AUSTIN (KXAN) — Creators of a new summer day camp in central Texas hope to convince teenagers to consider a career in construction.
The Ranger ACE camp, named for sponsor Ranger Excavating, will teach campers the ins and outs of the business and require them to work in teams to design and build a pit stall at a local go-kart track, which the teams will use on the final day of the camp during a relay race.
“We want them to be able to apply their STEM (science, technology, engineering, and math) skills that they’ve learned in school to some real-world applications,” said Jessica Ziehr, executive director of the Covalent Foundation. Her nonprofit provides funding to other nonprofits around central Texas that help kids, and they’re running the camp along with representatives from various construction outfits.
There’s always a need for qualified workers, construction firms say, and the camp creators are hopeful a week of activities will plant the seed in young minds that manual labor is a viable option.
“These are very lucrative careers that don’t necessarily require a four-year college degree,” Ziehr said.
Along with the final project the incoming 9th and 10th graders will be completing, they’ll take field trips to sites, including CC Aggregates in Georgetown, a quarry that produces “pretty much any limestone product that can be crushed up,” according to the company’s president, Curtis Griffin.
Griffin has the same problem a lot of construction firms are facing. He can’t find enough qualified people who want to work in his industry to hire.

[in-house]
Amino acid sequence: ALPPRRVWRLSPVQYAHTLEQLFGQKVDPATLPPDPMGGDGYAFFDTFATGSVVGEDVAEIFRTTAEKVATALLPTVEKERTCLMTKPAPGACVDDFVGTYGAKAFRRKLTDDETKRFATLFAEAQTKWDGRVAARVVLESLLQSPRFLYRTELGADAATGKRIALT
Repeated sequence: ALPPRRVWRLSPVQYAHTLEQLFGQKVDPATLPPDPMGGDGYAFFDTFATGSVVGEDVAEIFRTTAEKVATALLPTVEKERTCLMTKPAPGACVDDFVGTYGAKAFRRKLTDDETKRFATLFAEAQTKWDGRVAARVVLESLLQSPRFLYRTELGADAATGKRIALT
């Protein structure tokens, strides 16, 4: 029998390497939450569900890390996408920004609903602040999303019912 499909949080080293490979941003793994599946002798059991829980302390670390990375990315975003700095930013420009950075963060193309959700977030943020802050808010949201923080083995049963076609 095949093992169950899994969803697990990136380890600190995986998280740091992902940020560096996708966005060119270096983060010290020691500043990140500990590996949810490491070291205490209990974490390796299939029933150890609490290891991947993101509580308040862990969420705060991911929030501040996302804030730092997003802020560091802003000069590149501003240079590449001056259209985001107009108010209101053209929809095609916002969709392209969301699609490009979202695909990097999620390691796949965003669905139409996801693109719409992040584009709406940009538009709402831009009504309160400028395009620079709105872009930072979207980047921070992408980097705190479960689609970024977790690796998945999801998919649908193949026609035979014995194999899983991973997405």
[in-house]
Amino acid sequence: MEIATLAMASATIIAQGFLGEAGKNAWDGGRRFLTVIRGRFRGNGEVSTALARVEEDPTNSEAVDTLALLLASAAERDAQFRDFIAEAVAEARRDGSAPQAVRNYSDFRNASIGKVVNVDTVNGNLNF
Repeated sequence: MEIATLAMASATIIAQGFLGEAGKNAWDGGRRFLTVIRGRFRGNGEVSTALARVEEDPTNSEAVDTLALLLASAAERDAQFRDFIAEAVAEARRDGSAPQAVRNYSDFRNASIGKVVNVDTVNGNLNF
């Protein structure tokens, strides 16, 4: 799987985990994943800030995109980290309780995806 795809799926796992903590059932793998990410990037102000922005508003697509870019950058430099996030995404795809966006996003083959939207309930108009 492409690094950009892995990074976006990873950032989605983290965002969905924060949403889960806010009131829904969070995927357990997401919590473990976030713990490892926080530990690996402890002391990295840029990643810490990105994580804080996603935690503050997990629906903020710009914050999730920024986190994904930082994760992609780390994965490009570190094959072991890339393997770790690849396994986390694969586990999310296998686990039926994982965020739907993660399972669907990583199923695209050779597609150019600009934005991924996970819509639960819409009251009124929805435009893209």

“It’s a constant fight,” he said. That’s despite what he sees as obvious perks. As he drove around the quarry grounds, rock crushers humming at every turn, he pointed out an employee working on one of the machines.
“That young man right there, he didn’t go to college,” Griffin explained. “He’s about 22 years old, 23; he makes really, really good money.”
The average pay for a construction worker in the Austin area, according to the job site Indeed, is $13.38 an hour, on par with the national average. Combine that with long hours, and Griffin says he can offer high school graduates the security that many industries can’t.
“A lot of these kids are not knowing that there’s jobs like this out there,” he said.
Thirty-eight states added construction jobs between April and May this year, the trade group Associated General Contractors of America reported last week, and Texas was second only to California in the total number of jobs created.
The Lone Star State added 40,600 jobs over the month, according to the report, an increase of 5.7 percent. Still, the group said, construction hiring “likely would have been higher if firms could find more qualified workers to hire.”
“Construction jobs are unfilled everywhere,” Mark McKenzie, president of Ranger Excavating, said.
The camp, which runs twice in June for a week at a time, will introduce 13-to-15-year-olds to equipment used on construction sites, though the campers won’t actually operate the machinery for safety reasons.
It’s not a training ground for future workers, McKenzie said, but rather an opportunity for those in the trade to light the spark for the next generation of construction employees. That’s what Griffin hopes to gain from using his quarry as a field trip location.
“We’re always looking for young people eager to learn,” he said.